Thanks Brian, Matt, and rgb,<br> <br> The floppy idea is great (I think I remember now reading about it in rgb's book, but had forgotten), and I certainly will look into that. The motherboards are in some cases years and years old; one computer I'm deciding whether I'll use or not does have a 400mhz processor in it, so their age is sufficient to make me worry.<br> <br> In response to how I'm handling "DHCP/TFTP management", I am ridiculously interested in knowing how everything works, so I install each computer using a method that follows the guidelines similar to Linux From Scratch. I'll likely be using dhcpcd for DHCP and I'm currently looking into TFTP options. If there is a suggested program of choice among you all, please feel free to let me know. I opt for the Linux from Scratch route, one, because I hate going to class and thereby have plenty of time on my hands (hah), and two because the majority of computers I deal with are old and need all
the free resources they can get.<br> <br> Again, much thanks to those who helped.<br> <br> Ellis<br><br><b><i>Brian Dobbins <email@example.com></i></b> wrote:<blockquote class="replbq" style="border-left: 2px solid rgb(16, 16, 255); margin-left: 5px; padding-left: 5px;"> <br>Hi Ellis,<br><br> I wasn't sure from your post whether you meant the nodes had /no/ <br>network whatsoever, or simply no capabilities for network booting from <br>the NICs in the system. If it's the latter, and assuming these systems <br>have a floppy drive, I'd suggest looking into using the Etherboot <br>software to handle network booting. No need to spend extra money. :)<br><br> The webpages will explain more, but essentially (from memory - it's <br>been a while!), if you set up a DHCP / TFTP server for the images <br>somewhere on the network, just create a boot floppy with the correct <br>network drivers for the node, stick it in, power on, and provided the <br>DHCP/TFTP servers are
correctly configured, the node should boot up, <br>initialize the network, send out a request to the DHCP server, and then <br>(from the information handed back), request a boot image from the TFTP <br>server. To create this boot floppy, you can probably just visit the <br>Rom-O-Matic page ( http://rom-o-matic.net/ ) and select the type of card <br>you have, but definitely read over the Etherboot documentation, too ( <br>http://www.etherboot.org/ ). If you're not certain what type of card is <br>in the nodes, I'd suggest putting a Knoppix CD in, booting up, starting <br>the network, and then listing the modules that are loaded - the network <br>drivers should be in that list.<br><br> If you get stuck, drop me a note and I'll be glad to try to walk you <br>through it - I'm a pack rat, and probably still have all the old <br>configuration files from when I last did this, too. Finally, in terms <br>of the DHCP/TFTP management, are you handling that by yourself, or using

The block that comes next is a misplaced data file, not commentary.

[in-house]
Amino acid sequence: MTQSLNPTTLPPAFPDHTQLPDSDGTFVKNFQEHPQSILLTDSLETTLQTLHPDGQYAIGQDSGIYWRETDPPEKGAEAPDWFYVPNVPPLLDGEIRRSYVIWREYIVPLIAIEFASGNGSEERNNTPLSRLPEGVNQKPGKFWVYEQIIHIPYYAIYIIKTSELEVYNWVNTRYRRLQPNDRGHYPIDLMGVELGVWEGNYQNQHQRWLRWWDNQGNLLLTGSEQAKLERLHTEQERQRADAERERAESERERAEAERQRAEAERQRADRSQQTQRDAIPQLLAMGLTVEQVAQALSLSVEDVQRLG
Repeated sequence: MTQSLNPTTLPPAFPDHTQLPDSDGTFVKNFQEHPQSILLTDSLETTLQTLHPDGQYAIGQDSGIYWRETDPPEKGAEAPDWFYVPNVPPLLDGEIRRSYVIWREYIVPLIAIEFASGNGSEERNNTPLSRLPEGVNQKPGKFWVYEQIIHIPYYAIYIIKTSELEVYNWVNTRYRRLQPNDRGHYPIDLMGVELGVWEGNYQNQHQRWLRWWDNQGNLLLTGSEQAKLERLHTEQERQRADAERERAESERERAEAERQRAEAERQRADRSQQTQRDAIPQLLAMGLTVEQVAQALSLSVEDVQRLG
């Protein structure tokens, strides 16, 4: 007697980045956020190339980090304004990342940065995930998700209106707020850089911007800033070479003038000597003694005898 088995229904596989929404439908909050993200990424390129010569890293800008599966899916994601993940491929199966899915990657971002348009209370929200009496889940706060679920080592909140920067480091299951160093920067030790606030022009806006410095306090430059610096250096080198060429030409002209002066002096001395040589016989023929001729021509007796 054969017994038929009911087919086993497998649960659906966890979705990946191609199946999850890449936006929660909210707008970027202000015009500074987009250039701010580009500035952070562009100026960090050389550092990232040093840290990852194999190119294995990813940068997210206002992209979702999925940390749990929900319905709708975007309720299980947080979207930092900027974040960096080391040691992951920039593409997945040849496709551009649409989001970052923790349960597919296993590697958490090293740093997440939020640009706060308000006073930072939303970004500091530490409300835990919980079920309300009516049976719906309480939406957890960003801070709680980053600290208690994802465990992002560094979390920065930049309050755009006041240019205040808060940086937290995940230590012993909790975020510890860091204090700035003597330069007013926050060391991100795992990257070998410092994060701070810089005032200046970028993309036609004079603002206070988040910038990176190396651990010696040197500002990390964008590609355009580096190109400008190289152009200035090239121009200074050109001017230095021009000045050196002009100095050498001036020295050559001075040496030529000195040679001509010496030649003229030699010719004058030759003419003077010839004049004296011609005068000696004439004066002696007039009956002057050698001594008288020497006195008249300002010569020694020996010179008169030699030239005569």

<br>some already-written package? The initial cluster that I used Etherboot <br>on used the Warewulf package - I'd recommend you take a look at it, <br>too. The webpage is ( http://www.warewulf-cluster.org/ ). The guy <br>developing it, Greg Kurtzer, is really helpful, too, so if you get stuck <br>in that stage of things, you won't pull out all your hair in frustration.<br><br> Good luck!<br> - Brian<br><br>(Naturally, RGB also helped me out in the past -- anyone know if there <br>is some analogue in the Beowulf realm to the Erdos number for RGB? I <br>can't imagine there's anyone he /hasn't/ helped!)<br><br>Brian Dobbins<br>Yale Engineering HPC<br></blockquote><br><p>
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